Thursday, April 25, 2013

Aaron Berkowitz
PGY-3, Neurology
Travel Grant: Neurology Education in Malawi

After two weeks on the wards of Queen Elizabeth Central Hospital in Blantyre, described in my blog entry below, the last two weeks have taken me to two very different contexts in Malawi.

I spent one week in the capital city of Lilongwe at Malawi’s only medical school. It was the week of the preclinical students’ neurology block.  As the lone neurologist in the country, I was asked to participate by giving lectures on stroke, epilepsy, neuropathy, meningitis/encephalitis, HIV-related neurologic disorders, coma, headache, and interpretation of head CT (which is available in Lilongwe). I also assisted in the evaluation of students’ clinical skills in an examination in which they performed neurologic examinations on patients and presented their findings.

Teaching at the medical school in Lilongwe

In teaching neurology here, I have realized that beyond participating in training non-neurologist physicians who will see a large burden of neurologic disease, a true achievement would be to inspire one (or several) students to train in neurology. I therefore emphasized in my lectures that 80% of the world’s 50 million epilepsy patients and nearly 90% of the world’s stroke deaths are in developing countries, and invited/challenged students to consider becoming the country’s first neurologist(s). The need is enormous- during this brief visit to the capital, I saw 10 patients with primary neurologic disease on the wards of Kamuzu Central Hospital, bringing my total number of consultations to over 40 in just a few short weeks.

The main entrance (left) and one ward (right) at Kamuzu Central Hospital in Lilongwe.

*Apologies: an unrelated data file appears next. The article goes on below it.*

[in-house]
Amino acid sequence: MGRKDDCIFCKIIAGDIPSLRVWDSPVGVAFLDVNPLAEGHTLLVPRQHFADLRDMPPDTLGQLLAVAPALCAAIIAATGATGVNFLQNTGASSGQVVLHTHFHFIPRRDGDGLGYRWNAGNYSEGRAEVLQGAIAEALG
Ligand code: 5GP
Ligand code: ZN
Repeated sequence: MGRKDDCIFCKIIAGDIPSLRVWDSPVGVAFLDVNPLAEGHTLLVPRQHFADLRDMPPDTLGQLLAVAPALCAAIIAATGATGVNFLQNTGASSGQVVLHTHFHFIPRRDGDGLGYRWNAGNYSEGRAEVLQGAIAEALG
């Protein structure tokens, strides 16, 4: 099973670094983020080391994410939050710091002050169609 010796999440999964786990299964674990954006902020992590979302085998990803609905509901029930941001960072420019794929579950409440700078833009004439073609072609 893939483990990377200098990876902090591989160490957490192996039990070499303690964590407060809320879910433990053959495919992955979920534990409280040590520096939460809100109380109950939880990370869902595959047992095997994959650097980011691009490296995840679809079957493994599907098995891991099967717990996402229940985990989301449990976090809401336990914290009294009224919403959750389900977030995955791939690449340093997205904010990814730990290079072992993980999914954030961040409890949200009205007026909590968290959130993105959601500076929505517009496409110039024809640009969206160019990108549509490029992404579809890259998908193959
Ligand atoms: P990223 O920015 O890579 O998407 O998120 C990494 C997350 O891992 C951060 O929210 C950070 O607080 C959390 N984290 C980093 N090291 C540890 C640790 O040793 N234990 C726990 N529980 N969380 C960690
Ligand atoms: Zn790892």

This past week, I traveled to the district hospital of rural Neno, a stark contrast to the cities and the cities’ large tertiary referral hospitals. It is here that Partners in Health/Abwenzi Pa Za Umoyo works with the Malawi Ministry of Health to support the district’s main hospital (about 80 beds) and a number of health centers in the region. One sharp turn off of one of the country’s main highways took us onto unpaved dirt roads shared with ox-drawn carriages.

The road to/through Neno (left) and one of the many villages in the district (right)

One focus of the Partners in Health/Abwenzi Pa Za Umoyo outpatient chronic disease programs is epilepsy. As mentioned above, 80% percent of the world’s epilepsy burden is in the developing world, likely due to increased incidence of CNS infections, head trauma, and perinatal complications. It has been estimated that as many as 90% of patients may be untreated in some regions of the developing world, leading not only to unfortunate morbidity and mortality due to uncontrolled seizures but devastating stigma. Neno is fortunate to have a brilliant clinical officer, Grant Gonani, with training in mental health, who sees both psychiatric and neurologic patients. I spent one morning with him in his mental health clinic learning how he cares for his epilepsy patients and how epilepsy is managed here with the three available medications whose supplies may fluctuate. While in Neno, I also had the chance to give a presentation on seizures/epilepsy care to the clinical officers and nurses, and lead a practical session with the clinical officers on refining their neurologic examination skills.

The district hospital in Neno (left) and the outpatient clinic patient waiting area (right)

My time in Malawi has gone by all too fast, and I am very grateful to have had the chance to learn from diverse settings: the two largest hospitals in the two largest cities, the medical school, and a district health center in a more rural region. The need for neurology here is enormous, and I hope that I can continue to return to learn and teach. In the interim, I hope to continue collaborations and consultations by way of the internet.

I am very grateful to the administrators, medical students, clinical officers, residents, and attendings in Blantyre, Lilongwe, and Neno for so warmly welcoming me to Malawi and for allowing me to participate in the care of their patients and in their educational activities. I look forward to returning soon. I was also fortunate to work with an extraordinary mentor here, Dr. Gretchen Birbeck, one of the pioneers in global neurology. I also again want to thank the Partners Global Health Travel Grant and Partners Neurology Residency staff - Vanya Sagar and Silviya Eaton - and program leadership - Dr. Tracey Milligan, Dr. Tracey Cho, and Dr. Martin Samuels- for supporting this work.

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